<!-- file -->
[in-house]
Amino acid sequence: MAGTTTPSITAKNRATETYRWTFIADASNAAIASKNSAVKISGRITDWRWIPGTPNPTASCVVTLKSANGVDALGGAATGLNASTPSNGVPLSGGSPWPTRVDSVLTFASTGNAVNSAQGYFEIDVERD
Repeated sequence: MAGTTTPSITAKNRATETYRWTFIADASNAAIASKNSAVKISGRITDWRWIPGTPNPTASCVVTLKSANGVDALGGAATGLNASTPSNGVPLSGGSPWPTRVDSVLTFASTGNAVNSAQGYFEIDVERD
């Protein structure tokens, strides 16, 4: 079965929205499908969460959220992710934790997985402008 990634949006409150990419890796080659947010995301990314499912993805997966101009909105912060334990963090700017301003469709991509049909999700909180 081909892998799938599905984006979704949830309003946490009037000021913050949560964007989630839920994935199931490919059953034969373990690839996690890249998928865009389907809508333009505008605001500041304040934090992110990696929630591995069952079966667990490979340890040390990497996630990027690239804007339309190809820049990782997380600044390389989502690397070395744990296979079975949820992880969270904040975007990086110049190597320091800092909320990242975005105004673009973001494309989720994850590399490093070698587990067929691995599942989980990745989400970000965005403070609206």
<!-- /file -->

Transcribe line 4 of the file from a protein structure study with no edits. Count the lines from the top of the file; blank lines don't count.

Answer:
């Protein structure tokens, strides 16, 4: 079965929205499908969460959220992710934790997985402008 990634949006409150990419890796080659947010995301990314499912993805997966101009909105912060334990963090700017301003469709991509049909999700909180 081909892998799938599905984006979704949830309003946490009037000021913050949560964007989630839920994935199931490919059953034969373990690839996690890249998928865009389907809508333009505008605001500041304040934090992110990696929630591995069952079966667990490979340890040390990497996630990027690239804007339309190809820049990782997380600044390389989502690397070395744990296979079975949820992880969270904040975007990086110049190597320091800092909320990242975005105004673009973001494309989720994850590399490093070698587990067929691995599942989980990745989400970000965005403070609206």